Strategies for developing this capability

  • Ask questions to ensure you really understand the other person’s position. Even if you disagree, exercise the discipline of exploring their perspective before you offer your counter argument.
  • Look for common ground, particularly in negotiations or disagreements. Ask whether there is anything you agree on. Look for the needs underlying different positions. Is it possible to satisfy them in a manner other than what is being asked? Try to see things from the other party’s perspective.
  • Clarify your key messages for any given project, change, or piece of work. Your own clarity will make it easier to respond to queries consistently, and to ensure that you remember to get the most important points across. For important projects, create a stakeholder engagement and communications plan (DOC, 33KB) to help ensure you cover all the relevant information, for the relevant people, at the relevant time.
  • Balance formal and informal communication. Sometimes it’s important to target a broad group of people. Sometimes it’s more important to talk to people one-on-one so you can connect on an individual level.
  • If formal communication presents a challenge, consider attending the Presentation Skills course.
  • Check whether you, your team or your organisational unit have some practices that unintentionally exclude some people or groups. Is some information available only to people who are in the workplace at a particular time? Do you offer opportunities through an informal process that might only reach some people?

Resources and readings

Exemplifies personal credibility and integrity

Leaders strive for personal achievement and are visibly proactive and ethical in their dealings with others.

This could be exemplified by a leader who

  • Leads by personal example and delivers on their commitments.
  • Earns credibility and respect by demonstrating trustworthiness, integrity and transparency in word and action.
  • Is resilient and maintains composure even in time of setbacks or difficult circumstances.
  • Demonstrates personal and professional ethics and values when making tough decisions, and builds this into their team’s way of working.
  • Demonstrates respect for others, creating a work environment where all employees are treated with fairness and equity.
  • Acknowledges mistakes and areas of weakness, treating them as learning opportunities.

Why this capability is important

Leaders who are personally credible and act with integrity are able to create a constructive workplace culture where everybody is treated with fairness and respect. UQ is committed to promoting a culture of fair and ethical behaviour and to encourage the reporting of behaviour which is not in alignment with this culture.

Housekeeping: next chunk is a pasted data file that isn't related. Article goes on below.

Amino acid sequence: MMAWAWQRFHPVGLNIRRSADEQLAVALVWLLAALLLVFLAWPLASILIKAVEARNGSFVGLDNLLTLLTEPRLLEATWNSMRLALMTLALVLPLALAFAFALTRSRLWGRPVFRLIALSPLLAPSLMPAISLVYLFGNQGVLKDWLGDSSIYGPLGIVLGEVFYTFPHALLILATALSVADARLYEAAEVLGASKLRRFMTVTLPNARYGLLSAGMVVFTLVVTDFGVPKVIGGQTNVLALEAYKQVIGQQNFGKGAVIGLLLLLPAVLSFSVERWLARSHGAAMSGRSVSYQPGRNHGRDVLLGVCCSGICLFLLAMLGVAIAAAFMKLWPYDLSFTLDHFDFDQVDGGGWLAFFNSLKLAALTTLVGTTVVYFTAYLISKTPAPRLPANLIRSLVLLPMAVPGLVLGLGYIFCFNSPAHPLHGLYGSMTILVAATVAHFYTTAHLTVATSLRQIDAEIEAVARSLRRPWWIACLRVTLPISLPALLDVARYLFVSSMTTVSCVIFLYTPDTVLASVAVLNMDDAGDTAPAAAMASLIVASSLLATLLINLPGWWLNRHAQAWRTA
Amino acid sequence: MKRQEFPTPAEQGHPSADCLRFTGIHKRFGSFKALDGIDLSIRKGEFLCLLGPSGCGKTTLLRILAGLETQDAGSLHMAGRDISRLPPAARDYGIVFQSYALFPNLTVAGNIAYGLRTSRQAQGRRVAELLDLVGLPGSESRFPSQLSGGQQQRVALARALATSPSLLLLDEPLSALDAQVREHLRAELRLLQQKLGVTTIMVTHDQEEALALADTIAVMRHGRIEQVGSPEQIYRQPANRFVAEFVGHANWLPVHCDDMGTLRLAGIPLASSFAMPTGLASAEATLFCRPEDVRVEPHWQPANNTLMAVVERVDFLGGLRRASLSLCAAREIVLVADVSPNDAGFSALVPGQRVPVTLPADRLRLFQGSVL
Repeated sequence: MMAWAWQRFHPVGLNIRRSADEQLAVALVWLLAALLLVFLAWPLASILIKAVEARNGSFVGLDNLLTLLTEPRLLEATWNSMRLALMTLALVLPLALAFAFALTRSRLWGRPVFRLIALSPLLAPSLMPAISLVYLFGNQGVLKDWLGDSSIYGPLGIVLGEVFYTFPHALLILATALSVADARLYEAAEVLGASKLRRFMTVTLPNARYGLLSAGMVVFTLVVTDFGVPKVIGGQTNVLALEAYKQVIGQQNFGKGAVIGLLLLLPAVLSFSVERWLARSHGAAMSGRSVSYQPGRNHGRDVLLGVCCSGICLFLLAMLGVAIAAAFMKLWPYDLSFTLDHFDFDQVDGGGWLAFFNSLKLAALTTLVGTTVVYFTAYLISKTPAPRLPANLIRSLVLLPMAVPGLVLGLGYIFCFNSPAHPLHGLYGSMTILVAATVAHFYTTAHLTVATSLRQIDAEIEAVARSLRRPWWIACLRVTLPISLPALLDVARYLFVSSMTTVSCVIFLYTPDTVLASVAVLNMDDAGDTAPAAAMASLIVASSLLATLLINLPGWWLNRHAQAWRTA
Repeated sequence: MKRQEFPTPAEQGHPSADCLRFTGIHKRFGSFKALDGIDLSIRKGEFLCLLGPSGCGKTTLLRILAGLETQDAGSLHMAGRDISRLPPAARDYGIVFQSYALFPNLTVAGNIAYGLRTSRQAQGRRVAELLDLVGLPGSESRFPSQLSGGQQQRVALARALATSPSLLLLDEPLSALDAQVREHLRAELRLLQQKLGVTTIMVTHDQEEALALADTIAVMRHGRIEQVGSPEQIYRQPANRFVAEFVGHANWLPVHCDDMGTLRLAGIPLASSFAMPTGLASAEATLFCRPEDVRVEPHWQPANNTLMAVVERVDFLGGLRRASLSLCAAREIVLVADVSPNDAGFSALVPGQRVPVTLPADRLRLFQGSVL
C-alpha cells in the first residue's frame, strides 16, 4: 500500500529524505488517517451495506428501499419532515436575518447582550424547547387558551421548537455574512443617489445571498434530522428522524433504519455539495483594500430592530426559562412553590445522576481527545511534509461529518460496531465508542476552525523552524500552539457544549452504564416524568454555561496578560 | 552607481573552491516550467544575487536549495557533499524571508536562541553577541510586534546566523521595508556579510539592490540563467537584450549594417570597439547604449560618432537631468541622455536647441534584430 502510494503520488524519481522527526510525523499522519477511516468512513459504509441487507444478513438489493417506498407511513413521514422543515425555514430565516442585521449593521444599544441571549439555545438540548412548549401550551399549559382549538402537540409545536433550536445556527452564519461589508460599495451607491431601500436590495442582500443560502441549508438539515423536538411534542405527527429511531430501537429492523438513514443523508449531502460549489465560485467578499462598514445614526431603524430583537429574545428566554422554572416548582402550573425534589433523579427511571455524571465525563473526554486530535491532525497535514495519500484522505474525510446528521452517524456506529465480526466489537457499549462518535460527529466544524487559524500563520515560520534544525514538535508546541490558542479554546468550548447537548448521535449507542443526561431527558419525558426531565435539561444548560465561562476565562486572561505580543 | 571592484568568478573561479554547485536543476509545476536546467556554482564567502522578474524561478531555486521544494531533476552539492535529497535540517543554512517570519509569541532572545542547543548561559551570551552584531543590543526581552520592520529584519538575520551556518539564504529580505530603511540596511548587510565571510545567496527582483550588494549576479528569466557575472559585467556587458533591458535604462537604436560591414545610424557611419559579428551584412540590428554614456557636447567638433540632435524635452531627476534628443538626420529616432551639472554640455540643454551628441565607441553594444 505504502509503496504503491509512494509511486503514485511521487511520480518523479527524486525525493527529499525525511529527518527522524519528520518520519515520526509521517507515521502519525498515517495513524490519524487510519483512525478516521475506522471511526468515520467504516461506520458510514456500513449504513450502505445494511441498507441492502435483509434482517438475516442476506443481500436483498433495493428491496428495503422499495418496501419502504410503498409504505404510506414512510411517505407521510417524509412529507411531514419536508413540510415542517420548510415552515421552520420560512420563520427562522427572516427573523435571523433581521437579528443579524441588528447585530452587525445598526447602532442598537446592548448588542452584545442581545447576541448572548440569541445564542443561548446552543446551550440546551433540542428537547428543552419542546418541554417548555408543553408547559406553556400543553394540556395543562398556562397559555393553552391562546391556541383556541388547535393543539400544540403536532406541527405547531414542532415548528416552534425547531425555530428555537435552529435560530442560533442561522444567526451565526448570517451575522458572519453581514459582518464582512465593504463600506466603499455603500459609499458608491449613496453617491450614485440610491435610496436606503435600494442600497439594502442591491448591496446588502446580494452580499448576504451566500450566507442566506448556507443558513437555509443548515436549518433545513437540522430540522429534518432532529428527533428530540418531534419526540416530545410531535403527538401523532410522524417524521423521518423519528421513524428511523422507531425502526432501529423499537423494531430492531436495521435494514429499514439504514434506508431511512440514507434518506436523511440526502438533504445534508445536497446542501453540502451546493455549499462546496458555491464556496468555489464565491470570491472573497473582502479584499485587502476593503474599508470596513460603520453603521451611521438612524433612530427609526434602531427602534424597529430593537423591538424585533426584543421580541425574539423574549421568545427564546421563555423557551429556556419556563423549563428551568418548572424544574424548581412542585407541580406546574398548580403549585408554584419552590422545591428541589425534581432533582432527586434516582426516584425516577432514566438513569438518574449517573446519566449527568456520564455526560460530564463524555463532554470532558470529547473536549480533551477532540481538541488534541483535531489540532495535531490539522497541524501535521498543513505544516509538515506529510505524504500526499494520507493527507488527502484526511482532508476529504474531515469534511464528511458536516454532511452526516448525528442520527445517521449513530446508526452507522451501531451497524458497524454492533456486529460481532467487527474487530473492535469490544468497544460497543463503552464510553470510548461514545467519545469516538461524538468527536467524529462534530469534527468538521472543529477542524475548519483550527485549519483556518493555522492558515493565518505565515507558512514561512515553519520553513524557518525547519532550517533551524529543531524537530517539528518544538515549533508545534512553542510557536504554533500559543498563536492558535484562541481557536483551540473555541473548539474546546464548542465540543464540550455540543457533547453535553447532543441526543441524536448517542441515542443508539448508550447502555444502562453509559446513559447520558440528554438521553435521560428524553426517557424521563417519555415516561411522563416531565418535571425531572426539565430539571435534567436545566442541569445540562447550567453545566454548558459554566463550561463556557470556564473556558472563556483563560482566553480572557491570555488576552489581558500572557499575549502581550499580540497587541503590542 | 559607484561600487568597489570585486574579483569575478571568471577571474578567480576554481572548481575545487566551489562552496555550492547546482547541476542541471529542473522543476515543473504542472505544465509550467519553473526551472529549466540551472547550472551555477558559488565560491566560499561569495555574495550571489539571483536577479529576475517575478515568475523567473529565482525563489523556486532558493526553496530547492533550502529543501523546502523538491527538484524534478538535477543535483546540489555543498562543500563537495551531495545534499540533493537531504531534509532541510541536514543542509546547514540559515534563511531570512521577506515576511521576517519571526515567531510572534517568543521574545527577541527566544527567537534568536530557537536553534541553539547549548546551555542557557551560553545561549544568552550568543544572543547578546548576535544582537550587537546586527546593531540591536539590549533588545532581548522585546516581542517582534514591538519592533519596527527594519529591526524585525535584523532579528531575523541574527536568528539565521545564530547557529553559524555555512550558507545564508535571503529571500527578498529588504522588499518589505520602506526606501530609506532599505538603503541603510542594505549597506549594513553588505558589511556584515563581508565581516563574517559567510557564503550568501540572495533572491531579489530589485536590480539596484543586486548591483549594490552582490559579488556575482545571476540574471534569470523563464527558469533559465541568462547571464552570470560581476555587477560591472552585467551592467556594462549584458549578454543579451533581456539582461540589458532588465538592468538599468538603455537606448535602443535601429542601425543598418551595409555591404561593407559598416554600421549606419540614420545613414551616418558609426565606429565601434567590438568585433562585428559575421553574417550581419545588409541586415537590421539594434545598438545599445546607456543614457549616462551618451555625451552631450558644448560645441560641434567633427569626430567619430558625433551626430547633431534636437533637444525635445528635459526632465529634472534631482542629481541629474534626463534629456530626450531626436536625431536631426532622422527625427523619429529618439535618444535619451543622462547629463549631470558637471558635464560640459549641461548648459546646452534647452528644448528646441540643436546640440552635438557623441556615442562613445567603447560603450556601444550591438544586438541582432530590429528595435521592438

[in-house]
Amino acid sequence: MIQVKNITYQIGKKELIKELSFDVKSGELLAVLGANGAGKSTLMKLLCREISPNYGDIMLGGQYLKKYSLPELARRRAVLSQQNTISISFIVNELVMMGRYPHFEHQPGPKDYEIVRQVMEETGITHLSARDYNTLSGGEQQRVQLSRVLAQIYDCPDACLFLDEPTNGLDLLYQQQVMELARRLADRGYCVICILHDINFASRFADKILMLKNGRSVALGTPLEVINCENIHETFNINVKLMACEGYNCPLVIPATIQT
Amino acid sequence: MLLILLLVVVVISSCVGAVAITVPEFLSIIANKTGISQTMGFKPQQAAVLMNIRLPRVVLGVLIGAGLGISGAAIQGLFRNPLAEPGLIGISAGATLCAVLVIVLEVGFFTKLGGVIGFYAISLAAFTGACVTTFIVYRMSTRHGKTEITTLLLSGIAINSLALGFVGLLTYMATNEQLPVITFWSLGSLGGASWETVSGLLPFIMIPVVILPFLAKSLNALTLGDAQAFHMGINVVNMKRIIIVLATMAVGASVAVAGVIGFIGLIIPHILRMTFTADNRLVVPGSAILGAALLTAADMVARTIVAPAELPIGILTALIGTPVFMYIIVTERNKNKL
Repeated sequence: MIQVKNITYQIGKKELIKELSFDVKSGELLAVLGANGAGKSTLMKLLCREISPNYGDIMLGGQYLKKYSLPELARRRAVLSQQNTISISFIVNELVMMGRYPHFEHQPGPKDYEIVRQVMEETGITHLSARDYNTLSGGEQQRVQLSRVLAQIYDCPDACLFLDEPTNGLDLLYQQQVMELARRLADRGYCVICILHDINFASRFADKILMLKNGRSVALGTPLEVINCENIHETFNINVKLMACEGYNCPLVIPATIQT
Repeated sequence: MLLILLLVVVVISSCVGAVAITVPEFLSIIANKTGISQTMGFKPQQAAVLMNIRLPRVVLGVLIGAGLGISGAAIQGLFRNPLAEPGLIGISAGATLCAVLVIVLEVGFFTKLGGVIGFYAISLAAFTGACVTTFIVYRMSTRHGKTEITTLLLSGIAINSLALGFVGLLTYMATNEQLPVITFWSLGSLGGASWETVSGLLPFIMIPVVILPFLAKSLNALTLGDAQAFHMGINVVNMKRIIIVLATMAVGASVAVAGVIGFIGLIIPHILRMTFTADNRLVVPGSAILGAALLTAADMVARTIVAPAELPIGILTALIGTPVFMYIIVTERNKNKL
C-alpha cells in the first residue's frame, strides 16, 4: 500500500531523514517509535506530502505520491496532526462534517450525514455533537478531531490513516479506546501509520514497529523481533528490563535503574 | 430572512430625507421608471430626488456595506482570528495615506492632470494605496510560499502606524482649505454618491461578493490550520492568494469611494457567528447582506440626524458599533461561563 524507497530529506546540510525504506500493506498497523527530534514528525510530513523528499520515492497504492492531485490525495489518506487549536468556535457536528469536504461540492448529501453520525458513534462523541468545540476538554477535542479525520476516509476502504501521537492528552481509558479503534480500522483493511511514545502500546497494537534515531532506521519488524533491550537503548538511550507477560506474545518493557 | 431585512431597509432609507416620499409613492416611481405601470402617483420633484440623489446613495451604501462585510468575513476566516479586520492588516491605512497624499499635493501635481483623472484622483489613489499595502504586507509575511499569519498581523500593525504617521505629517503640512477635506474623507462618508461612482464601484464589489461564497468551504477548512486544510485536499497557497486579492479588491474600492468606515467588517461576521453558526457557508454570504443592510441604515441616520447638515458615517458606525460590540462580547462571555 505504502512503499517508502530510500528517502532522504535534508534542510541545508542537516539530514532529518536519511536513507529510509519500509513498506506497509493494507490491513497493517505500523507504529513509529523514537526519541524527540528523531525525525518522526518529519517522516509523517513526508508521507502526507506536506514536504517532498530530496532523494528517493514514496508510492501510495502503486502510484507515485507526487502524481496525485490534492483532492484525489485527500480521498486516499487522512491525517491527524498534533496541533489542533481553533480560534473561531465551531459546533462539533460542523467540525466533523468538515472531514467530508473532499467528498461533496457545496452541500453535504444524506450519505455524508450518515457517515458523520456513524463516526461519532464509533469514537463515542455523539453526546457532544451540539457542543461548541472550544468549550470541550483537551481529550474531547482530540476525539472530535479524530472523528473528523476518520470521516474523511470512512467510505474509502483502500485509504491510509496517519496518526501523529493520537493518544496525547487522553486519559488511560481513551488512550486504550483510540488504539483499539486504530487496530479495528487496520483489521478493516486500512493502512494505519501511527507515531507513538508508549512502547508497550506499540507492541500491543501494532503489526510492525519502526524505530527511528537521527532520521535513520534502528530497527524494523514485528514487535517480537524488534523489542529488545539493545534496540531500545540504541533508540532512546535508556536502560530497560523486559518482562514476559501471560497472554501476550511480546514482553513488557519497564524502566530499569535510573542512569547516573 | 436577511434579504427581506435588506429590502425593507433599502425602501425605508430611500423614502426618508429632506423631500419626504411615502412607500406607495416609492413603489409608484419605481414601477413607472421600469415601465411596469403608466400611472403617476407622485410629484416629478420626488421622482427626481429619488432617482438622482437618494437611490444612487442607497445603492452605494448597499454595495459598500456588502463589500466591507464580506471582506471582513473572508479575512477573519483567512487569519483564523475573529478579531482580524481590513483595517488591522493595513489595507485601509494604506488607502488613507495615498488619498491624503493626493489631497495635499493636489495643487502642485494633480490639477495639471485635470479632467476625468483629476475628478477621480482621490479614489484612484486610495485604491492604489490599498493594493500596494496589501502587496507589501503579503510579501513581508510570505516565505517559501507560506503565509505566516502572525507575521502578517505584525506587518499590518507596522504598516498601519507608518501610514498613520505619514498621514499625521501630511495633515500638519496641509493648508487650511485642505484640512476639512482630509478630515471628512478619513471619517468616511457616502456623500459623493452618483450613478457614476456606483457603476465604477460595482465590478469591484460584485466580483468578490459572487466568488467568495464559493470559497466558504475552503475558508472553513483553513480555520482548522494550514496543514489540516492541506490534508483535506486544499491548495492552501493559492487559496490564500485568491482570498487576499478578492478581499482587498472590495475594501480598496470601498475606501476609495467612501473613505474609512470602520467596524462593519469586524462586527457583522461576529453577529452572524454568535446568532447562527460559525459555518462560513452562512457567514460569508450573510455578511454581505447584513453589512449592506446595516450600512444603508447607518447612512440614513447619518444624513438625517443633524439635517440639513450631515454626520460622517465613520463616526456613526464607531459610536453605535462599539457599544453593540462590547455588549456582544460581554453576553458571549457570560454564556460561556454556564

What it looks like when it's done well

  • Leaders uphold personal and professional ethics, taking into account UQ’s values.
  • Leaders promote and actively create a culture of fair and ethical behaviour.
  • Leaders act as a role model for others in demonstrating integrity and fairness.
  • All employees contribute to a workplace which upholds the highest ethical standards.
  • Leaders show respect toward all persons including staff members, students and the general public.
  • Leaders take appropriate action if ethics or values are compromised, and encourage others to do the same.
  • Leaders are open to feedback and seek opportunities for development.
  • Genuine mistakes are treated as learning opportunities and reviewed to inform future practice.

Strategies for developing this capability

  • Become familiar with UQ’s values and our Code of Conduct.
  • Complete or review UQ training programs, such as the Ethics Awareness Workshop or EO Online.
  • Facilitate discussions within your team or organisational unit about team values and ethical practice.
  • Remember that perceptions can be very important in ethical situations. Maintain as much transparency as possible about decisions where conflicts of interest or ethical dilemmas may be perceived.
  • Think carefully before making commitments. Are you going to be able to honour your commitment? Do you want to?

Resources and readings

Fosters learning, inquiry and innovation

Leaders nurture an environment that allows for multiple perspectives and challenges assumptions, and model openness to new ideas.

This could be exemplified by a leader who

  • Demonstrates willingness to explore creative solutions to problems and investigate new ways of working.
  • Supports a learning-centred team, encouraging ongoing development of individual and team capability.
  • Cultivates their own discipline-specific, technical, or professional knowledge.
  • Actively seeks and utilises feedback to build personal effectiveness.
  • Creates a learning and research environment for our students, staff and alumni which rewards excellence and innovation.
  • Values a diverse workforce and creates an inclusive work environment that encourages a broad range of ideas and perspectives.

Why this capability is important